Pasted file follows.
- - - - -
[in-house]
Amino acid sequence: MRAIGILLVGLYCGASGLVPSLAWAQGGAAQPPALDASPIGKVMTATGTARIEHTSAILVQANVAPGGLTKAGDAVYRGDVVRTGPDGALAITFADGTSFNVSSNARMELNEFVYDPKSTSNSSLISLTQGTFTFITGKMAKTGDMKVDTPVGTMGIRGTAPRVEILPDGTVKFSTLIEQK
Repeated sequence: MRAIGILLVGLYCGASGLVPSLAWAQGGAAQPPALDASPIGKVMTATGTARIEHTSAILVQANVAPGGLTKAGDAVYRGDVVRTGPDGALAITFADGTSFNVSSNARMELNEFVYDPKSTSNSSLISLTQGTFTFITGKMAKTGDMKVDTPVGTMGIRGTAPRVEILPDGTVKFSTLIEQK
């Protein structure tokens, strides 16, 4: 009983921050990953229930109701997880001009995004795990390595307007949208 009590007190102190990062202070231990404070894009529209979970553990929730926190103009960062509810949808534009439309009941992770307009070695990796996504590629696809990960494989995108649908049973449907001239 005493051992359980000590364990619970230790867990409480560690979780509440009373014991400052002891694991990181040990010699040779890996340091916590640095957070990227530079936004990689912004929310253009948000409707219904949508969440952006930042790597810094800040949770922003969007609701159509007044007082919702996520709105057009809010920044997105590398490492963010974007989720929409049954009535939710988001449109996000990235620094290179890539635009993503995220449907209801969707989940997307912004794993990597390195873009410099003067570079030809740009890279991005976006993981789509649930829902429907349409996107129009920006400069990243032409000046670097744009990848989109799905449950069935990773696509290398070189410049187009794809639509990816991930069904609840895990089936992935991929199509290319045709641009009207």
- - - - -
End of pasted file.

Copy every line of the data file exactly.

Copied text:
[in-house]
Amino acid sequence: MRAIGILLVGLYCGASGLVPSLAWAQGGAAQPPALDASPIGKVMTATGTARIEHTSAILVQANVAPGGLTKAGDAVYRGDVVRTGPDGALAITFADGTSFNVSSNARMELNEFVYDPKSTSNSSLISLTQGTFTFITGKMAKTGDMKVDTPVGTMGIRGTAPRVEILPDGTVKFSTLIEQK
Repeated sequence: MRAIGILLVGLYCGASGLVPSLAWAQGGAAQPPALDASPIGKVMTATGTARIEHTSAILVQANVAPGGLTKAGDAVYRGDVVRTGPDGALAITFADGTSFNVSSNARMELNEFVYDPKSTSNSSLISLTQGTFTFITGKMAKTGDMKVDTPVGTMGIRGTAPRVEILPDGTVKFSTLIEQK
């Protein structure tokens, strides 16, 4: 009983921050990953229930109701997880001009995004795990390595307007949208 009590007190102190990062202070231990404070894009529209979970553990929730926190103009960062509810949808534009439309009941992770307009070695990796996504590629696809990960494989995108649908049973449907001239 005493051992359980000590364990619970230790867990409480560690979780509440009373014991400052002891694991990181040990010699040779890996340091916590640095957070990227530079936004990689912004929310253009948000409707219904949508969440952006930042790597810094800040949770922003969007609701159509007044007082919702996520709105057009809010920044997105590398490492963010974007989720929409049954009535939710988001449109996000990235620094290179890539635009993503995220449907209801969707989940997307912004794993990597390195873009410099003067570079030809740009890279991005976006993981789509649930829902429907349409996107129009920006400069990243032409000046670097744009990848989109799905449950069935990773696509290398070189410049187009794809639509990816991930069904609840895990089936992935991929199509290319045709641009009207």